For immediate release: May 14, 2009
Contact: Kate Slevin, Veronica Vanterpool
    Tri-State Transportation Campaign
    P: 212-268-7474  C: 917-833-9259

New Report and Website Offer Speedier Bus Commute Across the Hudson River

Report calls for Port Authority to prioritize bus trips for 100 million annual passengers

With 100 million bus passengers now crossing the Hudson River annually, the Port Authority of New York and New Jersey must do a better job of enhancing bus service across the river, according to a report released today by the Tri-State Transportation Campaign, a regional policy watchdog organization.

The report, “Express Route to Better Bus Service: How to Improve Bus Travel Across the Hudson River, and Beyond,” recommends both short and long term measures to improve bus service across the Hudson, including a New Jersey-bound exclusive bus lane through the Lincoln Tunnel during evening rush hours, better online information on bus routes, and expediting a study which began in 2005 to increase road space for buses traveling to the Lincoln Tunnel during morning rush hours. The report also calls for the New York City Department of Transportation to develop a coordinated approach to managing the growth in interstate buses on city streets.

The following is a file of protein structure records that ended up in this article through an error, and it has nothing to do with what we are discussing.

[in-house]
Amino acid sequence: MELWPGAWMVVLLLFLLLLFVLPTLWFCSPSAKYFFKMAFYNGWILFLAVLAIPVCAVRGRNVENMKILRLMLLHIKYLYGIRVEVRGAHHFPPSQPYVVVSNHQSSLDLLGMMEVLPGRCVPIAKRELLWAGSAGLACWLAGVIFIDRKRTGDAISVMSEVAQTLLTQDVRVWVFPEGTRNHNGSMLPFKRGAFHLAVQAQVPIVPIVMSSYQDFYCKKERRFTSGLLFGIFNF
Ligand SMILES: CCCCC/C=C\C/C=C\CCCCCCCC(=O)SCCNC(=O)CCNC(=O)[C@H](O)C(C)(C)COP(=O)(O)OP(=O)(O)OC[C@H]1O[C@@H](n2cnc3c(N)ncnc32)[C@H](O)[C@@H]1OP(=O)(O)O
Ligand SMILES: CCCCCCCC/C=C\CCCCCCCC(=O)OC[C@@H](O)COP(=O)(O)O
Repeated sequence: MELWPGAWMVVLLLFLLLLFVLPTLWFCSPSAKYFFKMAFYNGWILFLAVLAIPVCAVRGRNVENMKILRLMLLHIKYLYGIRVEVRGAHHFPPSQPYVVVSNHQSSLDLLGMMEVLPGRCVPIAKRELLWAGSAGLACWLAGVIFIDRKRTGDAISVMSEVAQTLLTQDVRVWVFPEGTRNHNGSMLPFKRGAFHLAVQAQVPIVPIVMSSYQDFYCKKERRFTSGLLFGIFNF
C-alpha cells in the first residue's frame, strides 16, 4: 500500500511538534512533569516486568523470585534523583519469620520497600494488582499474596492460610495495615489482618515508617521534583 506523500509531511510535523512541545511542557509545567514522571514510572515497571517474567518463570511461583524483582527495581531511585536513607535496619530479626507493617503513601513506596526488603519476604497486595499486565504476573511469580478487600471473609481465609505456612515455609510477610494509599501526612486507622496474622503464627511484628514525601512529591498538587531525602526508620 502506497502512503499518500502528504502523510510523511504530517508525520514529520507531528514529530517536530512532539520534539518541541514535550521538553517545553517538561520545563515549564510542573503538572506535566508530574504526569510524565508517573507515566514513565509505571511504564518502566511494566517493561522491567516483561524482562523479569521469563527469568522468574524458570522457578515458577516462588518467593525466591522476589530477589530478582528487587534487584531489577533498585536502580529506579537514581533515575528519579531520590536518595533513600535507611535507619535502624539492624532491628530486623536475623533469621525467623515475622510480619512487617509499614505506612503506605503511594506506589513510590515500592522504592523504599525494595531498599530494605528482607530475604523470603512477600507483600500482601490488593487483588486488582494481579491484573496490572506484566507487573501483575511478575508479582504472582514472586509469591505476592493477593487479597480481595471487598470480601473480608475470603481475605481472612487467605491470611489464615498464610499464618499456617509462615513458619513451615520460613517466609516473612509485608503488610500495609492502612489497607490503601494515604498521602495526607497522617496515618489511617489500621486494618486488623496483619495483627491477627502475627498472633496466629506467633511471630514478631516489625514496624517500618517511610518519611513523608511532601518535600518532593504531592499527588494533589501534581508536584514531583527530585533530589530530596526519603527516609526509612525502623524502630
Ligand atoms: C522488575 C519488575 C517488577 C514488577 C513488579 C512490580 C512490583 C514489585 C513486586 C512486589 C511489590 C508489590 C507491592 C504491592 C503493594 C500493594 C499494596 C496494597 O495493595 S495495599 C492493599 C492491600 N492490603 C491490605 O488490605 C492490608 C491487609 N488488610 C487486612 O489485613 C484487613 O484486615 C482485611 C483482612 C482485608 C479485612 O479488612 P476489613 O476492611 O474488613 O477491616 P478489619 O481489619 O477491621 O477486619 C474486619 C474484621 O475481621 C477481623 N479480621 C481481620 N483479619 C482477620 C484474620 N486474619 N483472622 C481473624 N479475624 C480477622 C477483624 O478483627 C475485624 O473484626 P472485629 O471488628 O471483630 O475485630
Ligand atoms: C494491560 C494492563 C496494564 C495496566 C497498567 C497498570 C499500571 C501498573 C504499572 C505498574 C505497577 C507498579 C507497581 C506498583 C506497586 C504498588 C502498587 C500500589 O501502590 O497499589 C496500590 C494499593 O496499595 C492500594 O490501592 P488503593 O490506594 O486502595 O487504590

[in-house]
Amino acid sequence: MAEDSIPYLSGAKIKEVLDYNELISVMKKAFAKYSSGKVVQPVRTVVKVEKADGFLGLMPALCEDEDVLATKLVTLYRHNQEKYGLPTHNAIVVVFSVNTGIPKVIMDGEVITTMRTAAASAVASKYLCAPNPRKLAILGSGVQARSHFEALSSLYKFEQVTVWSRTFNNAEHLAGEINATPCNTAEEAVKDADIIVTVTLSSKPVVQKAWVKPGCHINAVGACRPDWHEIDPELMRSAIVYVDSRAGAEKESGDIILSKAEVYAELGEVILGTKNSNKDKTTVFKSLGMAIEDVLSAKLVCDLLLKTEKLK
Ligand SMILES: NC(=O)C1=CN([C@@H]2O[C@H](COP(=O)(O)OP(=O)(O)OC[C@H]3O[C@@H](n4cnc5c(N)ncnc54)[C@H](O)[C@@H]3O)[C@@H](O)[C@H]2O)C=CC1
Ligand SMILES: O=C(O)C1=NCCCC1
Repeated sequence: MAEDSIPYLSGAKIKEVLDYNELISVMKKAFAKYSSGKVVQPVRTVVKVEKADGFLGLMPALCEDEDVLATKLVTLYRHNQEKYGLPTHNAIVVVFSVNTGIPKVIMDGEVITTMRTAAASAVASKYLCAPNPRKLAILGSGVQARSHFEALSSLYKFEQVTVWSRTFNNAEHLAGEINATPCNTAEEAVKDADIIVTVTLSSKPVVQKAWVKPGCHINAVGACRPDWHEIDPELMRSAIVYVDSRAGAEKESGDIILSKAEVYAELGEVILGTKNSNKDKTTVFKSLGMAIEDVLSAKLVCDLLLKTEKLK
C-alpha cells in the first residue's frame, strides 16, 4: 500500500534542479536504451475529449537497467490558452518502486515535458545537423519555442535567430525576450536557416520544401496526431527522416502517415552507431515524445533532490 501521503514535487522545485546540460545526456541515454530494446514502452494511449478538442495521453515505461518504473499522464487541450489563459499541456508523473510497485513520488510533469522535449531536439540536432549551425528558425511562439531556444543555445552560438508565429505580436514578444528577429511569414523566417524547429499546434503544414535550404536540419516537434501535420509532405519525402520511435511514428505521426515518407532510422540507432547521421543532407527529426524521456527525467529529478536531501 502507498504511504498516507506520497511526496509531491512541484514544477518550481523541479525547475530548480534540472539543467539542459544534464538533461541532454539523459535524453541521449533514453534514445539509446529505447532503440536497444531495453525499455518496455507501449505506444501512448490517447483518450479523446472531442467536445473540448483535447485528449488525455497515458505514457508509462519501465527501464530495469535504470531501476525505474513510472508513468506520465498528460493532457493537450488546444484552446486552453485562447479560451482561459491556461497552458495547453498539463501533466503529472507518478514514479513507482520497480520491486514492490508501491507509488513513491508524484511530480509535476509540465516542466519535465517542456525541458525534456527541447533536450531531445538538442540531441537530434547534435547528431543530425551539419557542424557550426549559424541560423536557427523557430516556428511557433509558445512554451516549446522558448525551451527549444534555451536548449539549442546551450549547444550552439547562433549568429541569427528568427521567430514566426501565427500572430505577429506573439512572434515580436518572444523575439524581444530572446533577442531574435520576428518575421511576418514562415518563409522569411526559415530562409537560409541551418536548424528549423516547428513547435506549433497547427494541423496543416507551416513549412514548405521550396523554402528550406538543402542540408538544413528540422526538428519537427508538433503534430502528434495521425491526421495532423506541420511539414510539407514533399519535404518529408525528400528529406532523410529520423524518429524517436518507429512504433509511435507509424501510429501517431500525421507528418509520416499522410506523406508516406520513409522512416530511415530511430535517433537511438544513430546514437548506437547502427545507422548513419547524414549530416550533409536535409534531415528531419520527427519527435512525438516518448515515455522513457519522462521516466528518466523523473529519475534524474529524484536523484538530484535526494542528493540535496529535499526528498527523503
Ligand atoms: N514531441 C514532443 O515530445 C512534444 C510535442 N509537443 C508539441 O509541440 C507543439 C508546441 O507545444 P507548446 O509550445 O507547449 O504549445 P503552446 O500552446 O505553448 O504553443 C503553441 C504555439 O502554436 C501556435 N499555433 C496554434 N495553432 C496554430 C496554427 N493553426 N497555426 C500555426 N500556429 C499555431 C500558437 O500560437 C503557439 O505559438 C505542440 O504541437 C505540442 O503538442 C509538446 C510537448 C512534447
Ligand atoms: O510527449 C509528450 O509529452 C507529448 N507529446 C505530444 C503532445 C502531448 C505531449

“A population nearly the size of Cincinnati travels by bus across the Hudson River every weekday, but plans to enhance service for these riders are stalled,” said Veronica Vanterpool, associate director of the Tri-State Transportation Campaign and co-author of the report.

Amidst environmental and economic concerns, transit ridership in the New York region has grown significantly in recent years, according to the report. Ridership on NJ TRANSIT’s New York City-bound commuter bus routes has grown 18% over the past five years carrying 52 million passengers in 2007, and is projected to increase another 18% by 2030 according to the Port Authority’s Strategic Plan. Interstate bus trips on carriers like GotoBus and MegaBus are also expected to grow.

The report finds that the express bus lane leading up to the Lincoln Tunnel has been so successful that is now the most efficient roadway in the country, carrying 62,000 riders in just four morning hours and nearing its capacity.